As she prepares for the film's New York theatrical release this weekend, Finzi shares her thoughts on the long process of making the film—her first feature—and its triumphant debut in the favelas of Rio.
Only When I Dance is the story of two young people, Irlan and Isabela, trying to realize their dreams against all odds and dance their way out of the favelas of Rio. It’s a story of coming of age and what you must sacrifice to realize your ambition.
I’ll make no bones about it: Only When I Dance was a delightful documentary to work on. Working with two wonderful central characters, we travelled a hugely emotional and inspiring journey together. Irlan and Isabela are not only great dancers but delightful young people who were so generous as we filmed for over a year, capturing the pivotal moments in their lives. The result was a truly nourishing narrative arc, which you rarely encounter as a filmmaker.
Of course Rio was really the third character, a stunning backdrop to the documentary. Yet because so many fantastic films have come out of Brazil in the last few years, I was anxious not to fall into filmic clichés—instead, to try and present a fresh and honest portrait of this city, and of two working class families determined to fight for a better life.
The team worked really hard to "cast" the best possible characters, choosing two young people genuinely facing raw challenge and on the cusp of real change. And while it took three long years of research before we started filming, it was worth the wait. With Irlan and Isabela we could explore truly rich themes of race, class and of course, great dance—in all, a wonderful set of ingredients to work with.
Rio, while a wonderful place to work in, was also challenging as a filming environment. You are walking around in what is already a dangerous city with a lot of very expensive equipment, so it takes a fair amount of concentration just to keep the crew and kit safe, let alone focus on what is going on in the film. On top of that we were traveling in and out of the favelas, some of the most lawless communities on earth. However, with a painstaking amount of negotiation, we did manage to get in and out for over twelve months without encountering real trouble.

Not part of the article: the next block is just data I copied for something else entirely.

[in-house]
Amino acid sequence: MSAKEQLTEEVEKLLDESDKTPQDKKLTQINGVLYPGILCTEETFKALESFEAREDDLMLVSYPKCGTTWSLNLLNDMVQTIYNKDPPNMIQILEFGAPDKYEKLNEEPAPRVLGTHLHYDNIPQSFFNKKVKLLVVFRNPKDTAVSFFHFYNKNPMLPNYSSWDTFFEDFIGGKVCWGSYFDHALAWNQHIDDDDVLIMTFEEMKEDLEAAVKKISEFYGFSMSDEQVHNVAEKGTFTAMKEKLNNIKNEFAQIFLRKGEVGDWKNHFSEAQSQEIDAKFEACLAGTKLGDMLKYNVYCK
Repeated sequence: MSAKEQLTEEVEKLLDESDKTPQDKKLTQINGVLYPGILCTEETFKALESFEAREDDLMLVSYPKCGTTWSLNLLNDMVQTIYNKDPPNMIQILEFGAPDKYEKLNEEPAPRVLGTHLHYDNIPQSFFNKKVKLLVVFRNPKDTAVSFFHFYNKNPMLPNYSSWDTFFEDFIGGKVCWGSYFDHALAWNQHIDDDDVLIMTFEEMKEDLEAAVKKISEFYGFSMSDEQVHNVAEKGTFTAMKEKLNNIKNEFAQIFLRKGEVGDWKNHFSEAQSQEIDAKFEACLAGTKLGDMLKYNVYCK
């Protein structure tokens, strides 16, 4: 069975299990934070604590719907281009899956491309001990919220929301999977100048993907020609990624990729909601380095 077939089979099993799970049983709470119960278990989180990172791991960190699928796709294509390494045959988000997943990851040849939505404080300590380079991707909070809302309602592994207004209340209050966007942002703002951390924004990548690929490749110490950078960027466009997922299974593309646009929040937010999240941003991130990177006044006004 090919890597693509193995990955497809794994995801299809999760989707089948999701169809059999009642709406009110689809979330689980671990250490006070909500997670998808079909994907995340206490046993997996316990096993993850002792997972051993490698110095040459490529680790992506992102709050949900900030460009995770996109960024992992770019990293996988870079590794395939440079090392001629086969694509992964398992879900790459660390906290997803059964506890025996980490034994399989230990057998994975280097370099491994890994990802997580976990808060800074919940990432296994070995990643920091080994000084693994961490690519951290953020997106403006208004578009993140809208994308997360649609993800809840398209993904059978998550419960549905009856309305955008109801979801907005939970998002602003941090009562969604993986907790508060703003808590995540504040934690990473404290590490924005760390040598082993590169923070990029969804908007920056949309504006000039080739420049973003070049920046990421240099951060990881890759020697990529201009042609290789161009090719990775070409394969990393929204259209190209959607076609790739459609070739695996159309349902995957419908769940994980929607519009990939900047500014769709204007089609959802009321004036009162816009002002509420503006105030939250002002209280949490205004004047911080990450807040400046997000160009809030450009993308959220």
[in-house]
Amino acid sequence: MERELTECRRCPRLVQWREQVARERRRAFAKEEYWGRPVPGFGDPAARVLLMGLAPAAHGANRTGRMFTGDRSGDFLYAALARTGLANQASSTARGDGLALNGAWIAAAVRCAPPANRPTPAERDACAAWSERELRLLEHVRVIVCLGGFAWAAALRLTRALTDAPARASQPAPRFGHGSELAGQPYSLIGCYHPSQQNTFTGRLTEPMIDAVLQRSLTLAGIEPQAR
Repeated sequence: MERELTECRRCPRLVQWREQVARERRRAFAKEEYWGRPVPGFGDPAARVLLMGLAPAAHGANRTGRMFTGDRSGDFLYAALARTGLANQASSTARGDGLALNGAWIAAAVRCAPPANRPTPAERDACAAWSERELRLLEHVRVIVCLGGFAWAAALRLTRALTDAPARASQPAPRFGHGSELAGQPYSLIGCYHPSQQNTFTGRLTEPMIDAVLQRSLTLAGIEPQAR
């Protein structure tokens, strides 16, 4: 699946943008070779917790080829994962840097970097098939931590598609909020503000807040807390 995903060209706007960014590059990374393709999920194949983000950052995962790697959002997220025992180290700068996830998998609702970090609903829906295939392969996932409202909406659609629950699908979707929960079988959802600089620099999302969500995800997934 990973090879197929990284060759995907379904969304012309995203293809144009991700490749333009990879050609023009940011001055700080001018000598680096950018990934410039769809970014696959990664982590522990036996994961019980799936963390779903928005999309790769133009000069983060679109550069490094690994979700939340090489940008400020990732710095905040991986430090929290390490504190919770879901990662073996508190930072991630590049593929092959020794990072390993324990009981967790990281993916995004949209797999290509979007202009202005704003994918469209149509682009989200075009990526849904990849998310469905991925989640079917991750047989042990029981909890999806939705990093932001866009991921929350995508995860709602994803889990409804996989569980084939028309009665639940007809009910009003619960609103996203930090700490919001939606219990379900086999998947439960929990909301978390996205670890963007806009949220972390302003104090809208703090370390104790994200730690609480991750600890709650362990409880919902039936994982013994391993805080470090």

It was then one of our proudest moments—on a hot and humid night last autumn—when we took the finished film back to that very same community. Together we built a makeshift cinema in the back of a church inside the favela and hosted the Brazilian premiere for all of Irlan’s friends and family. They watched in wide-eyed amazement at what their son had achieved, and at the end of the night there wasn’t a dry eye in the house.
So it was an extraordinary year of filming and editing before we began a second year of sharing the movie in theatres and festivals all over the world. It sounds like fun, but the truth is it is never straightforward finishing a film. You stop work because at some point you run out of time and money and you have to call it a day. As a result, there are some shots that make you squirm, but I am happy to say there are still scenes in this film that make me laugh out loud.
For me, making Only When I Dance was a real lesson in trusting my instincts… in being patient and waiting for just the right time to film scenes, to have difficult conversations. But also holding onto those shots that I’d dreamed of. The opening sequence, with Irlan dancing on the roof in Rio, I had sketched out a year before I shot it, and it was absolutely the right thing to open the film with.
We had such a wonderful journey with Irlan and Isabela, I only hope the film is an inspiration to audiences everywhere. If these kids living in such a tough part of Rio can dare to dream, to be so ambitious, then surely we all can.